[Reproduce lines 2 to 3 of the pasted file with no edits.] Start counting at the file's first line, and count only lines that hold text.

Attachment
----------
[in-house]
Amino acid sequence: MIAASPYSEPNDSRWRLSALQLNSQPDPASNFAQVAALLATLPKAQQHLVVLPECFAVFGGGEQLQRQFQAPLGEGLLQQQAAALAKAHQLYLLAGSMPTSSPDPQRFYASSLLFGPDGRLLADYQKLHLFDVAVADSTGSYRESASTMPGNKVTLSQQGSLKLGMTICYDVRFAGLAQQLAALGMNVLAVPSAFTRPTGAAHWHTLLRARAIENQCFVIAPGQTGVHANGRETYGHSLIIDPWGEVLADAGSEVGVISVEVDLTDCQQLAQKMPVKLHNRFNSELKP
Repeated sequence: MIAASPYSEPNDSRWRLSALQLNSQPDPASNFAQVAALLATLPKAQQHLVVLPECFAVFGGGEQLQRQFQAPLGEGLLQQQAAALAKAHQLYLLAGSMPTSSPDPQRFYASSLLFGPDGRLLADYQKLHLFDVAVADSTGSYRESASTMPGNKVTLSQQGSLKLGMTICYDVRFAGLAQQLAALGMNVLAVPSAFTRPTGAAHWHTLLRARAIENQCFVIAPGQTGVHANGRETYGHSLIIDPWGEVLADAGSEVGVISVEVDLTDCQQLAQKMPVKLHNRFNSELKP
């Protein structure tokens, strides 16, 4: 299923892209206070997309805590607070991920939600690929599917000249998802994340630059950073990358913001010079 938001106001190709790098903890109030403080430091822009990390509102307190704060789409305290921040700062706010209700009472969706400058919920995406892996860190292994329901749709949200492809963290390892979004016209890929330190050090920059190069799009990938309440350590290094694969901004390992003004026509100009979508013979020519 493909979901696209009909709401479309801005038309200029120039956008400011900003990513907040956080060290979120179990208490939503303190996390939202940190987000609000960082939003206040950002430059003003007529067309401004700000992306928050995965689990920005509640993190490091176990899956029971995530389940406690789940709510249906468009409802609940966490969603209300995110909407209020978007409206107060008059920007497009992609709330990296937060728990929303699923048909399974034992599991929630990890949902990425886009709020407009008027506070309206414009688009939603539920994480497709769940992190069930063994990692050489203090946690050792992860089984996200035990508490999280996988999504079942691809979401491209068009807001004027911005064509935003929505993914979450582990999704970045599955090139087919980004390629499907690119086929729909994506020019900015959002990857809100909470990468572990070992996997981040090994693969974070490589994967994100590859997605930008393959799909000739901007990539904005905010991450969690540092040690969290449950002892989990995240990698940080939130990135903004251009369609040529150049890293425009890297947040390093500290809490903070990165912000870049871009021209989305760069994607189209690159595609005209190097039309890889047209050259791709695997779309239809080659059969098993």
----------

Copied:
Amino acid sequence: MIAASPYSEPNDSRWRLSALQLNSQPDPASNFAQVAALLATLPKAQQHLVVLPECFAVFGGGEQLQRQFQAPLGEGLLQQQAAALAKAHQLYLLAGSMPTSSPDPQRFYASSLLFGPDGRLLADYQKLHLFDVAVADSTGSYRESASTMPGNKVTLSQQGSLKLGMTICYDVRFAGLAQQLAALGMNVLAVPSAFTRPTGAAHWHTLLRARAIENQCFVIAPGQTGVHANGRETYGHSLIIDPWGEVLADAGSEVGVISVEVDLTDCQQLAQKMPVKLHNRFNSELKP
Repeated sequence: MIAASPYSEPNDSRWRLSALQLNSQPDPASNFAQVAALLATLPKAQQHLVVLPECFAVFGGGEQLQRQFQAPLGEGLLQQQAAALAKAHQLYLLAGSMPTSSPDPQRFYASSLLFGPDGRLLADYQKLHLFDVAVADSTGSYRESASTMPGNKVTLSQQGSLKLGMTICYDVRFAGLAQQLAALGMNVLAVPSAFTRPTGAAHWHTLLRARAIENQCFVIAPGQTGVHANGRETYGHSLIIDPWGEVLADAGSEVGVISVEVDLTDCQQLAQKMPVKLHNRFNSELKP